A visionary

What made Rahim so special? There were several factors. In terms of tactics, Rahim was ahead of his time in Asia. In a country which still clutched on to the archaic 2-3-5 and British long ball tactics, it was Rahim who thought differently. He was an eager learner, in sync with the recent developments in the football world. And he was impressed by the style of perhaps the greatest football team of all time – Gustav Sebes’ Hungary, the “Magical Magyars”. He closely observed the team which won an Olympic gold medal in 1952. Rahim saw the revolutionary tactics used by his opponents – a withdrawn centre-forward. He slowly incorporated this new tactic in the national team.

He also adapted the three-back system; delaying it just enough to let his players get acclimatised. He had the ability to think outside-of-the-box and he was open to try out new systems and tactics.

He was also pragmatic in his approach to man management. He encouraged players to spend their free-time reading and thinking about the game. He was ruthless when it came to non-performers, often discarding established players who didn’t fit his team any longer. He deconstructed the 1948 Olympics team, assembling a new batch of players for the 1951 Asiad.

He had a knack for developing young players and groomed the likes of Chuni Goswami, Balram, Samir Banerjeee and Prashanta Sinha wonderfully. He was also renowned for his brilliant motivational skills. His teams often rejuvenated themselves after some tough talking during half-time break.

Fight against authority

Rahim’s appointment as the coach of the national team was not smooth. In that era, specialised football coaches were not very common in India. Coaching duties were handled by officials or team captains. In the 1948 London Olympics, India was led by an influential official – Balai Das Chatterjee. He initially opposed Rahim’s appointment. However, Rahim’s track record saw him through as he took over the team for the 1951 Asian Games.

The 1952 Olympic Games was an anti-climax. BD Chatterjee came to the fore, meddling with the affairs of the football team, reducing an ailed Rahim to a powerless spectator. Things didn’t end well, as India lost 10-1 to Yugoslavia.

That loss, in a way, was a blessing in disguise; it established Rahim as the unquestioned coach of the Indian team. He was given a free rein in selections as he built up his own team from scratch.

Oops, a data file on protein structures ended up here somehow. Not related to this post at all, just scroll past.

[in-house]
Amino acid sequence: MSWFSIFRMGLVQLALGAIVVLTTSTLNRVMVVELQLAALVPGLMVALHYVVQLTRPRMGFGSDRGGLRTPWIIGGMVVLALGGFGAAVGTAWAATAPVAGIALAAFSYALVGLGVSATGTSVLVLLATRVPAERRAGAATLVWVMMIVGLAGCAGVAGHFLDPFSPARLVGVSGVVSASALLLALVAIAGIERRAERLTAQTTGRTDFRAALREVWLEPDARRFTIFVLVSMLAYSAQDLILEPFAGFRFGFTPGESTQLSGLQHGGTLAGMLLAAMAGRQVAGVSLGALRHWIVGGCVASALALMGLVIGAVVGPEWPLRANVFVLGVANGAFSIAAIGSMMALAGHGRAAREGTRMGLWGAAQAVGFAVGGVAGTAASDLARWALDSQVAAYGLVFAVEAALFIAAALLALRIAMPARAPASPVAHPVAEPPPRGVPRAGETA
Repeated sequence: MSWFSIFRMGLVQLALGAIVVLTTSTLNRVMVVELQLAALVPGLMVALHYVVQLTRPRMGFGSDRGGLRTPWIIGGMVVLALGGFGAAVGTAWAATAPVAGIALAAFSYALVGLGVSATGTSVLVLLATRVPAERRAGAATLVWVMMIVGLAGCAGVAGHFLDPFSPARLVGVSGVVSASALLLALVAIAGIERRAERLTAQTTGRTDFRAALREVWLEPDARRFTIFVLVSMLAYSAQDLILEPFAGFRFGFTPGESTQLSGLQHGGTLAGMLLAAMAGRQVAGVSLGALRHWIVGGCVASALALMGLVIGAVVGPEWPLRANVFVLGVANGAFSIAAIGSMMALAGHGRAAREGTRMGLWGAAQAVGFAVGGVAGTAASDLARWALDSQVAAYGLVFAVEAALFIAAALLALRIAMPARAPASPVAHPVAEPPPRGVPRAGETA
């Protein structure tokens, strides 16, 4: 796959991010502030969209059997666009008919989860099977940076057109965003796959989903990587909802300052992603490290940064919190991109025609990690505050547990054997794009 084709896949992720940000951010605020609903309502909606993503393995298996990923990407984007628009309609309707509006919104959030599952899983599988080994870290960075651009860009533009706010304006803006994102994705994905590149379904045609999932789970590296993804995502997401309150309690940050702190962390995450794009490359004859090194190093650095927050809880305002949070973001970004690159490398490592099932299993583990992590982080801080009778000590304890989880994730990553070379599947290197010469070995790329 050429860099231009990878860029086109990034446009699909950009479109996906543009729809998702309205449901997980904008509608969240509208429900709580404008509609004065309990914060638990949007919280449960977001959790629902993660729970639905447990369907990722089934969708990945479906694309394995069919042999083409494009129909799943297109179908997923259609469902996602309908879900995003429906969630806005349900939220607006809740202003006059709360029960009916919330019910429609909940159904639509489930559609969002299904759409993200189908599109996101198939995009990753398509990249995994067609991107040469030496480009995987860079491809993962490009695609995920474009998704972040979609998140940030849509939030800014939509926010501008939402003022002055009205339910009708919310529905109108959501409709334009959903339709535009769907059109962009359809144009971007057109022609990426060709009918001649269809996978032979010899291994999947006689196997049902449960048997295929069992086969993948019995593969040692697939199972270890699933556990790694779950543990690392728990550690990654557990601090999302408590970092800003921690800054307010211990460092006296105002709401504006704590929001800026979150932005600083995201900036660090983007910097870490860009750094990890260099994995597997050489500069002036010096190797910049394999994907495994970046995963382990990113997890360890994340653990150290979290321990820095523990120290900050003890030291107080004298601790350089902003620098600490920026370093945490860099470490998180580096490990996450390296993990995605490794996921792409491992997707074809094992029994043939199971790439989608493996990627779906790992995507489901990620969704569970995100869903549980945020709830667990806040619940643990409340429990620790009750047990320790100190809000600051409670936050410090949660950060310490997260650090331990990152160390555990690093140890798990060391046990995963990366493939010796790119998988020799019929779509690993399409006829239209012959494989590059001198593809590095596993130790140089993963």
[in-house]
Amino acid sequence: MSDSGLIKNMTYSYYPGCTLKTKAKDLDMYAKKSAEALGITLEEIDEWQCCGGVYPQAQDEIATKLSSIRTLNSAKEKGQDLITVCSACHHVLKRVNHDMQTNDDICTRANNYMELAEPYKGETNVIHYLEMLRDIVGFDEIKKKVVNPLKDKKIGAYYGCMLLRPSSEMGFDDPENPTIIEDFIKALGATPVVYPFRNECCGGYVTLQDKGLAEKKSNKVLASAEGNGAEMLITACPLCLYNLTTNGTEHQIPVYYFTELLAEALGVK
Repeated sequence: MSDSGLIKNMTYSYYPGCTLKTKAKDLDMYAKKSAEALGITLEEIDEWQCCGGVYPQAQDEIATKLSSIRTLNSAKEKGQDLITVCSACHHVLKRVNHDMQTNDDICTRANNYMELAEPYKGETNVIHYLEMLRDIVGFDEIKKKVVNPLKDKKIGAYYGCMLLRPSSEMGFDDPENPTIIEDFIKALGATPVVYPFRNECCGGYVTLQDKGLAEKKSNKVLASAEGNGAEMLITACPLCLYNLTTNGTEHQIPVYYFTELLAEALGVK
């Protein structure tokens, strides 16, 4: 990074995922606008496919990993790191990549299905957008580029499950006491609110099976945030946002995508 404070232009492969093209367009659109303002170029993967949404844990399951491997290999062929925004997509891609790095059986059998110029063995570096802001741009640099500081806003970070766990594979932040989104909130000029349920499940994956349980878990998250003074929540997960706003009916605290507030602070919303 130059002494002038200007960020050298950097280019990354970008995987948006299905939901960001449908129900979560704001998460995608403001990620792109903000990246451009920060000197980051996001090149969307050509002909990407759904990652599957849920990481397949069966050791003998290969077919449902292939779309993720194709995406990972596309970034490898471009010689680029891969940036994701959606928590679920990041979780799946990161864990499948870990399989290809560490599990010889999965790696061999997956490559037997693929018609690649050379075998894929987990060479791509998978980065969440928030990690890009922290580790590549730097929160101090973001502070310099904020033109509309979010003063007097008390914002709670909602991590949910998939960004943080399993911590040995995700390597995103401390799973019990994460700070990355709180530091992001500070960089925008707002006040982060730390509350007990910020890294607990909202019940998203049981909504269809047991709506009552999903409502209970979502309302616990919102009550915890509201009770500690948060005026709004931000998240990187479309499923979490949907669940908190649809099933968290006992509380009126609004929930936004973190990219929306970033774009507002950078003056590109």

Rahim was a man who had immense belief in himself. Just before the selections for the 1956 Olympics took place, Hyderabad defeated Bombay in the final of the Santosh Trophy, winning the game 4-1. Rahim wanted to take more players from Hyderabad, deviating from the tradition of taking more players from Bengal. Bechu Dutta Roy, then a powerful official, was involved in a heated exchange with Rahim saying Hyderabad won only because Bengal didn’t make it to the final. An irate Rahim challenged Dutta Roy to organise a match between two sides. The match took place at the BNR ground in Kolkata, and Hyderabad won by three clear goals. Rahim’s faith was repaid by his players.

Contribution as an administrator

Apart from being the greatest ever Indian coach, Rahim was also a football administrator par excellence. He was an administrator whose focus was more on the grassroots level. He went about starting football tournaments all across Andhra, in different age groups. Tournaments like the Nizam Gold Cup and Majeed Challenge Shield paved the way for hordes of Hyderabad players who dominated Indian football. Most interestingly, Rahim knew the exact problems plaguing Indian football. He organised non-dribbling youth tournaments to encourage kids to sharpen their sprint speed, strength and stamina.

The non-dribbling tournaments also helped players to improve one-touch passing and combination play. There were also weaker-leg tournaments where a player was only allowed to kick and tackle with his weaker foot. This enabled players to become adept at using both feet.

His legacy

Syed Abdul Rahim died from cancer on June 11, 1963. He was the backbone of modern Indian football. After he passed away, the game slowly entered a comatose phase. The foundations he put in place were ignored. Indian administrators bungled the handling of football, especially in his beloved Hyderabad, a city which has slowly been erased from the game’s map. The football league which carries his name is stuck in a political quagmire. Some of the tournaments Rahim started were stopped a long time ago. The long ball tactics which Rahim discarded became the norm of the National team.

He was only 54 when he passed away, yet he had given Indian football almost all of its fondest memories during his lifetime.